Caleb Brewster: Revolutionary War hero

Written by Petty Officer 3rd Alissa Flockerzi

The whaleboat glided quietly and effortlessly through the calm water, concealed by the dark night sky. A shadow loomed over the rowboat as the men prepared to overtake the massive shipping vessel. Manned by a crew of no more than 15, Caleb Brewster and his sailors brought down one British ship at a time during the Revolutionary War, their victorious triumphs echoing through the ages. In the fight for American independence, each battle belonged to Gen. George Washington and paved the way for future citizens of the United States of America.

Descendant of Mayflower passenger William Brewster, Caleb Brewster was born in 1747 at Setauket, New York, and had sailed on a whaler to Greenland and on a merchant ship to London before the Revolutionary War. Upon his return to America in 1776, he accepted a commission as an ensign in the 4th New York Regiment. He was appointed as a first lieutenant in the 2nd Continental Artillery in January 1777 and then to captain lieutenant from June 1780 to 1783. He fought in many raids, including the Battle of Setauket and helped capture Fort St. George at Mastic under Maj. Benjamin Tallmadge’s command.

Brewster is highly recognized for his brave and daring contributions to The Culper Spy Ring, which was essentially the beginning of the Secret Service we know today.

In 1778, Tallmadge was appointed head of the spy ring at the request of Washington who tasked him to establish a trustworthy espionage network against the British in New York City. Tallmadge chose close friends, such as Brewster and Abraham Woodhull, and neighbors from Setauket who proved to be so discreet that their identities were kept secret until the 20th century. Tallmadge began relying on a variety of individuals instead of a solo person, establishing a new model of espionage. Together, they were able to aid the war effort from 1779 to 1783 by supplying information on British activity.

A sign honoring Caleb Brewster's contributions stands at the site of his home. U.S. Coast Guard photo by PA3 Alissa Flockerzi.

A sign honoring Caleb Brewster’s contributions stands at the site of his home. U.S. Coast Guard photo by Petty Officer 3rd Class Alissa Flockerzi.

With the help of Robert Townsend of Oyster Bay, who collected information in New York, which was brought to Setauket on horseback by Austin Roe, the Setauket tavern keeper, Woodhull prepared messages to Washington and Tallmadge informing them of the number, disposition and movement of the British forces. The intelligence provided to Washington and his troops was vital. Brewster was the link between Connecticut and Long Island, moving across the Sound in his whaleboats at least once a week. A woman named Nancy Strong was aware of Brewster’s secret landing areas and would hang out a black petticoat and one to six handkerchiefs on her clothesline denoting the number associated with the landing place where Tallmadge would meet Brewster.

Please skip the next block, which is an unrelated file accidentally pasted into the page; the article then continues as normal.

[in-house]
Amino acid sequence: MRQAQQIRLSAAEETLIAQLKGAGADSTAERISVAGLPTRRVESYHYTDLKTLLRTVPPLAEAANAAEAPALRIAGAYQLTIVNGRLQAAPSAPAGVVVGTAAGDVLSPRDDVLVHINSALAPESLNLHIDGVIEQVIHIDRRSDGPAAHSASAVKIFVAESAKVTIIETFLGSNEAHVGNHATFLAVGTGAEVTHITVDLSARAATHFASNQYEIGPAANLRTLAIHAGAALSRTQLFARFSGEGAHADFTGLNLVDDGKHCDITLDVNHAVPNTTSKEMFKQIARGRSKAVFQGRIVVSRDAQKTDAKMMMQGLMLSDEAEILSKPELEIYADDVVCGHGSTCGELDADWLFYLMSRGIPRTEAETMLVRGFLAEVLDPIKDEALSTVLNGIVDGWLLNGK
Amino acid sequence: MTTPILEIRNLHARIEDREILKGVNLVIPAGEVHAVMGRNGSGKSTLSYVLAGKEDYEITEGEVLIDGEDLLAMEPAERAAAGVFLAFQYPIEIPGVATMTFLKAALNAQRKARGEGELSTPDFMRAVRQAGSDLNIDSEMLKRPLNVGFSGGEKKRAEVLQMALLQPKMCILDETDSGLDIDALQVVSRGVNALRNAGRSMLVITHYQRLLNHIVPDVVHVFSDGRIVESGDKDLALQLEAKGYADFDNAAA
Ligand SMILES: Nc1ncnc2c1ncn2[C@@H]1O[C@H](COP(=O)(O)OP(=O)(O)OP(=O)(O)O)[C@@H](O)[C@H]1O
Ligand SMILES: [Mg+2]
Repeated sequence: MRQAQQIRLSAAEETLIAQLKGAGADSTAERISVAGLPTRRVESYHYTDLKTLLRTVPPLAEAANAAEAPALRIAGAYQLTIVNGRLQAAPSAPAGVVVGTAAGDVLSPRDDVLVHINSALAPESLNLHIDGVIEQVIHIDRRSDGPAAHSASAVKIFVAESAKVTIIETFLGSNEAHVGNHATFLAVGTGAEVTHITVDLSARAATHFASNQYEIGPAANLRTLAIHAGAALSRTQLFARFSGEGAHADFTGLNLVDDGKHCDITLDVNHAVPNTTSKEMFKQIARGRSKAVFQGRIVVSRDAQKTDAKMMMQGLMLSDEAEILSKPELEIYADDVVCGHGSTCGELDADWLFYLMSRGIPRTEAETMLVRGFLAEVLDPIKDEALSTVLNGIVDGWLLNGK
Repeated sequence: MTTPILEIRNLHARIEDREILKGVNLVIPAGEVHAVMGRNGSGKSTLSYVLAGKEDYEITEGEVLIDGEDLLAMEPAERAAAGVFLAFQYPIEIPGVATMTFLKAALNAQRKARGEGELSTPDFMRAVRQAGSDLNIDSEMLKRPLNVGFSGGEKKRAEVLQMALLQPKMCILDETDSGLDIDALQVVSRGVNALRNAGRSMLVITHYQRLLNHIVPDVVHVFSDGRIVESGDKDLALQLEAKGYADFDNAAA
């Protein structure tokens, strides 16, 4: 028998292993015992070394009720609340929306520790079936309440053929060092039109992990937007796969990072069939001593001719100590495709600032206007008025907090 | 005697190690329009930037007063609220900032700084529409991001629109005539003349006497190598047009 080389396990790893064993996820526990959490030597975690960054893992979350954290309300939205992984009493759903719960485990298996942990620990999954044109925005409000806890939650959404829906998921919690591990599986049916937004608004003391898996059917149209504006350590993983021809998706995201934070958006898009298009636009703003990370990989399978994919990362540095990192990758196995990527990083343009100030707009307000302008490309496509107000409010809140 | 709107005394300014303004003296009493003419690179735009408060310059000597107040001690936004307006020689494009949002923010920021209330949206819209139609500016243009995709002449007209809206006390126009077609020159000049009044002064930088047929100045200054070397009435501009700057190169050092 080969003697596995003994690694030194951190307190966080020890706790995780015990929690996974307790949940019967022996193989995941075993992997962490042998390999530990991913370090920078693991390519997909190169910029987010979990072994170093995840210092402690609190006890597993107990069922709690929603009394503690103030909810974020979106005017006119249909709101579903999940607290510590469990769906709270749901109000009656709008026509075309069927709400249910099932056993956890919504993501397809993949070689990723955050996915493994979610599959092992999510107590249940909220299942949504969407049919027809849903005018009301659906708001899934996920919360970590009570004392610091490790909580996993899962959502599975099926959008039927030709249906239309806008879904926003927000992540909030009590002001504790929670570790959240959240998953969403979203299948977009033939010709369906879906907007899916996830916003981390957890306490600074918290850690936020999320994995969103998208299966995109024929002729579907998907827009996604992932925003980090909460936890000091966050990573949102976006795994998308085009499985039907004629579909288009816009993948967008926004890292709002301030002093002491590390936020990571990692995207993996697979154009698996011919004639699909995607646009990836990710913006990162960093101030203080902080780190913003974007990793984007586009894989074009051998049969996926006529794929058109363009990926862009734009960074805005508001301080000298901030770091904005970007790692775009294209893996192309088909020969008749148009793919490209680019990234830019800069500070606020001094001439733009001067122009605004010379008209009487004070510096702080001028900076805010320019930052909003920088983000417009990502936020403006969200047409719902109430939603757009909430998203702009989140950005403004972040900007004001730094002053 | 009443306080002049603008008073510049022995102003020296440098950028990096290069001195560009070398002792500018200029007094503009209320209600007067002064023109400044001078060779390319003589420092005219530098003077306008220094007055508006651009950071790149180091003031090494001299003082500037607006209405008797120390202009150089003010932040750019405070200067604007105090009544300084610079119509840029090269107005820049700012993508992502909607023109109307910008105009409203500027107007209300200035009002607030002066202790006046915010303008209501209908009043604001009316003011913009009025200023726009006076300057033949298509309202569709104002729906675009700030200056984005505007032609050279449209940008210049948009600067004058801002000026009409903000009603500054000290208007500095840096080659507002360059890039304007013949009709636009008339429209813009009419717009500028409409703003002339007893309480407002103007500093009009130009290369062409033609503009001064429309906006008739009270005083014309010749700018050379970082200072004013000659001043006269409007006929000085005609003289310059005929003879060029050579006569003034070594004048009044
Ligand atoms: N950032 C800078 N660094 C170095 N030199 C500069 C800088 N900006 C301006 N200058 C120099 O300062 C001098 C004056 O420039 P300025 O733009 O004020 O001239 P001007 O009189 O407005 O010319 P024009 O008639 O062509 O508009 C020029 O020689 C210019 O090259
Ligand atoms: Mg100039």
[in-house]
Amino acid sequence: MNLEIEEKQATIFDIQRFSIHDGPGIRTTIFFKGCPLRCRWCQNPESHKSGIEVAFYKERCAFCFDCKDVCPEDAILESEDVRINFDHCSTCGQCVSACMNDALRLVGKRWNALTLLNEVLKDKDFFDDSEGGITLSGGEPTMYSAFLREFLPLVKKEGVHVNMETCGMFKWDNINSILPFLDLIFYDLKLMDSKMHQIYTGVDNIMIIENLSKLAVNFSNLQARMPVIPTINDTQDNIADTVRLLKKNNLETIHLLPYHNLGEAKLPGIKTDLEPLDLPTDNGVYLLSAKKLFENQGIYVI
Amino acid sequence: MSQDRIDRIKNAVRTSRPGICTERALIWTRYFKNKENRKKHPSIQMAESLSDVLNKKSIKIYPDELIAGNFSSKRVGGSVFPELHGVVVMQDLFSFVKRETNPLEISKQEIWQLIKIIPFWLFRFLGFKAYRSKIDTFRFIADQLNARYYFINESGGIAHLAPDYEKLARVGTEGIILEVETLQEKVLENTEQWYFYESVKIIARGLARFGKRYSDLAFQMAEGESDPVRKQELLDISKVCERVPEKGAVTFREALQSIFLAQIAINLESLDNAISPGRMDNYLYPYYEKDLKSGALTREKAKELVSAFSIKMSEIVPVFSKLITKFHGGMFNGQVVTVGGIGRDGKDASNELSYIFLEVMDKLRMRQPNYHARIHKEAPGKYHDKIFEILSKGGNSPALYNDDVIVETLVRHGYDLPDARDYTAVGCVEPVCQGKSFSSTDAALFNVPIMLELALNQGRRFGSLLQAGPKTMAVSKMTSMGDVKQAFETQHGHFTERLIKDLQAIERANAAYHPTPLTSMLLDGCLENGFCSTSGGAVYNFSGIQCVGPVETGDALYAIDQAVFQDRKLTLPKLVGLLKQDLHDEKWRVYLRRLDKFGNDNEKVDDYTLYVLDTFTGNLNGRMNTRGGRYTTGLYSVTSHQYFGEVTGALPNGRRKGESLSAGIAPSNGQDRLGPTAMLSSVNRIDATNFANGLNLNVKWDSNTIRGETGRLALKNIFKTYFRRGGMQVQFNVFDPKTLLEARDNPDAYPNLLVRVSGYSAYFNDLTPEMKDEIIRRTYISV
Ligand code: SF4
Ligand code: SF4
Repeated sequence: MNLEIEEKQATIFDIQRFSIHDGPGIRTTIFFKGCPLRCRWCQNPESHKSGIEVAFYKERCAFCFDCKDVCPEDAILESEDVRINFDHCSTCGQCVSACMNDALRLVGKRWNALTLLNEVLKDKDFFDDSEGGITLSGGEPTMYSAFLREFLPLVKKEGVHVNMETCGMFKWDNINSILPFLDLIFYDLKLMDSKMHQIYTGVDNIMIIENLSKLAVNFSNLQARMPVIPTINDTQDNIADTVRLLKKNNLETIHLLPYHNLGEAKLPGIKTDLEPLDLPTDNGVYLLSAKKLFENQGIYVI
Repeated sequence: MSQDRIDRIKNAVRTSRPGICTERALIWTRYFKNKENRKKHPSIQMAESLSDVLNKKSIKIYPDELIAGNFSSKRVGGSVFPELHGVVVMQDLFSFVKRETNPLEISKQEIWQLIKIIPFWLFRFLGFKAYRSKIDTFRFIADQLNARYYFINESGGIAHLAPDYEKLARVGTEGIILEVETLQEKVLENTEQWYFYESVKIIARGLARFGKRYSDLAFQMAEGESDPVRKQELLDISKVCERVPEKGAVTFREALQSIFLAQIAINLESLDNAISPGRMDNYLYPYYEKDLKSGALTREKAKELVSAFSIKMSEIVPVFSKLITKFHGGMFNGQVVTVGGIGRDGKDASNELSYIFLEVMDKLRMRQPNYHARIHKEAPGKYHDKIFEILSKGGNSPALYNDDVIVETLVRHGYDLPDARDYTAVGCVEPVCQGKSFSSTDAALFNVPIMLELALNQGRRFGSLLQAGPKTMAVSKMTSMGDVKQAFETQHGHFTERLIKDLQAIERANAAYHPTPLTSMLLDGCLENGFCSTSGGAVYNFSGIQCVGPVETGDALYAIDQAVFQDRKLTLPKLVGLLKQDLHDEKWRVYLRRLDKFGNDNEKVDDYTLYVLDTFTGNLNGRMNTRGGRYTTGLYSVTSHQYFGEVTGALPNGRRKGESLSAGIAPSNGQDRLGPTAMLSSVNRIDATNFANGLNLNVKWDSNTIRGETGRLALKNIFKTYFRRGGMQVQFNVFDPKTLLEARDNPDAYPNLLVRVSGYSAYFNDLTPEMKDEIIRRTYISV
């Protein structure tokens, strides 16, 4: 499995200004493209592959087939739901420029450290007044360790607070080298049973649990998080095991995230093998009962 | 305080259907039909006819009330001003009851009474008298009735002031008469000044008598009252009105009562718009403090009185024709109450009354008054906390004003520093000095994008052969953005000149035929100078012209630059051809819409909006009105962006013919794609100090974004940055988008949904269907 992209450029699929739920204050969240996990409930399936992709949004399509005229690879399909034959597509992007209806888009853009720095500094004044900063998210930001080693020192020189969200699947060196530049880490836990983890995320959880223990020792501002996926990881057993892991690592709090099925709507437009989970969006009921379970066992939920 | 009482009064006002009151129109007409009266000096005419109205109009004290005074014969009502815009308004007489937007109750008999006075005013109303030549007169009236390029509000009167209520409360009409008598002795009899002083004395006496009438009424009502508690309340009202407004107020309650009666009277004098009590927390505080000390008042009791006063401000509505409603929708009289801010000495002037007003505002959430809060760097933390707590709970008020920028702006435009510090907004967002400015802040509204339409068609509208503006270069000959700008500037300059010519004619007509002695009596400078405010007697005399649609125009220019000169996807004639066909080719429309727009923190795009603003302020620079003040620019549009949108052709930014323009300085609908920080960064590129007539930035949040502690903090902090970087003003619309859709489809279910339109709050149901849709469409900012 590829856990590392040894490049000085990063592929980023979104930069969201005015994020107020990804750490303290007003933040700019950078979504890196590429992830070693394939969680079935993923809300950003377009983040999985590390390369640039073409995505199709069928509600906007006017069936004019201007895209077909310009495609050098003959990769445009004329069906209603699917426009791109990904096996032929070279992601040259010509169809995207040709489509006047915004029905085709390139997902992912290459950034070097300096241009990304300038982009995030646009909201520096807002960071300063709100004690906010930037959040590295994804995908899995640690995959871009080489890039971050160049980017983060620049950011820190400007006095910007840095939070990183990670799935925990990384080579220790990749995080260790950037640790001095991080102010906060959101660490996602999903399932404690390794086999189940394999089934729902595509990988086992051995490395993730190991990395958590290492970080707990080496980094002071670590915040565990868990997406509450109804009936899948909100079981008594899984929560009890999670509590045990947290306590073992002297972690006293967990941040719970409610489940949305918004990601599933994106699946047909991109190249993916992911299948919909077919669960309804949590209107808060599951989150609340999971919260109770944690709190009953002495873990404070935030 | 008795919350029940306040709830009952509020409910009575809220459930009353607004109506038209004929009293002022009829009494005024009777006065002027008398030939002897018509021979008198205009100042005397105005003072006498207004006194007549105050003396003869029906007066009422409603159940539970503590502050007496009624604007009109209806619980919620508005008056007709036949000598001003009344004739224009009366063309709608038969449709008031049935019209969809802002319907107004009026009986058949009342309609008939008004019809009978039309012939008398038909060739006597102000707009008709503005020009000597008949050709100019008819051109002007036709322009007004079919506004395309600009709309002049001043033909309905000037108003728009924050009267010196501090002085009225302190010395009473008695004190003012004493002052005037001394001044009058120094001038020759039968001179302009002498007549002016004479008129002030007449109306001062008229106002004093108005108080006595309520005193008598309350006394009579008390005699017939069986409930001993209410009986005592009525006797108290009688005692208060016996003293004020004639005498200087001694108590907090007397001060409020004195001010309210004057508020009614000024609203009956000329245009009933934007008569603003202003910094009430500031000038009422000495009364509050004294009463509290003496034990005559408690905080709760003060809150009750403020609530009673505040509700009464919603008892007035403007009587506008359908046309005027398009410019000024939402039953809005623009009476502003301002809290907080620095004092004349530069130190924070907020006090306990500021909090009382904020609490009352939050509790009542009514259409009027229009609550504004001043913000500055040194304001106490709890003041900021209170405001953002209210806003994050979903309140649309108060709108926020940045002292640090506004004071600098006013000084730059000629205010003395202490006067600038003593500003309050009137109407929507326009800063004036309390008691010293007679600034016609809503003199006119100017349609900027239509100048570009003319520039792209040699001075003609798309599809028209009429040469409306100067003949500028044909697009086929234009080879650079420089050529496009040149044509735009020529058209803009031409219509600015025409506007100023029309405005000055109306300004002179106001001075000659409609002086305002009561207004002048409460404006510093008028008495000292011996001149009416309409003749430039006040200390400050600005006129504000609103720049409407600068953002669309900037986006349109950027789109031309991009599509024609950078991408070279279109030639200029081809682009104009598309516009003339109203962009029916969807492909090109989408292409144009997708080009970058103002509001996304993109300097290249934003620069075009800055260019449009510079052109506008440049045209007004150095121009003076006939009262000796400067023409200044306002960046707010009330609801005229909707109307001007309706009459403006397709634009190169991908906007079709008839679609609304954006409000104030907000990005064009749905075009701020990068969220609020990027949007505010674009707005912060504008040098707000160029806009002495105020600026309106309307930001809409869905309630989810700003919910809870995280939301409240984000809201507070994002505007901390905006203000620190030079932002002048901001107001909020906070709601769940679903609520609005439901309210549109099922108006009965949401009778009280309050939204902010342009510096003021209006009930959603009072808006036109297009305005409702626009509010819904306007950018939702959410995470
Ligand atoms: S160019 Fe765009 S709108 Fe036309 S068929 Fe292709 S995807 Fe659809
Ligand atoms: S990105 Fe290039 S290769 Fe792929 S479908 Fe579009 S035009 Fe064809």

The Westchester, a hotbed of Tories, and the British-occupied Hudson River seemed impossible to pass through when carrying such valuable secrets. Brewster’s knowledge of the local waters allowed him to use a variety of well-hidden coves near Strong’s Neck and Setauket Harbor while escaping detection from the British soldiers occupying the town. His knowledge of Long Island Sound shoreline made him an ideal choice for the spy ring.

The sound was an incredibly dangerous place of constant fighting and guerrilla warfare during the Revolution. He could navigate the waters to attack a ship much larger than his small rowboat or he could avoid detection and attack from other parties. He made several trips, attacking British shipping vessels and carrying messages back to Tallmadge to deliver to Washington. He was in every raiding party that ever took place on Long Island. He was described as a man large in stature, possessing a keen wit and an unrivaled sense of humor.

After the war, Brewster married Anne Lewis, the daughter of the Fairfield, Conn., wharf owner where he ran most of his wartime operations. He worked as a farmer and blacksmith before serving as a captain to the government ship in charge of preventing smuggling. This ship, known as a revenue cutter, was part of the predecessor to the United States Coast Guard.

Brewster began serving as an officer in the Revenue Cutter Service in 1797, about the time the Quasi-War with France began. By 1801, he received his captain’s commission and began serving as skipper of cutter Active, out of New York. He remained in the service until a year after the end of the War of 1812.

All of cutter Active’s missions during the War of 1812 were carried out under his command. During the war, Active excelled at providing the best maritime intelligence to authorities in New York and to Commodore Stephen Decatur, whose warships were trapped by the Royal Navy up the Thames River.

Brewster remained with the service from 1793 to 1816, when he retired to his farm in Black Rock, Conn. He died there in 1827, widely known as an outstanding patriot and a hero.

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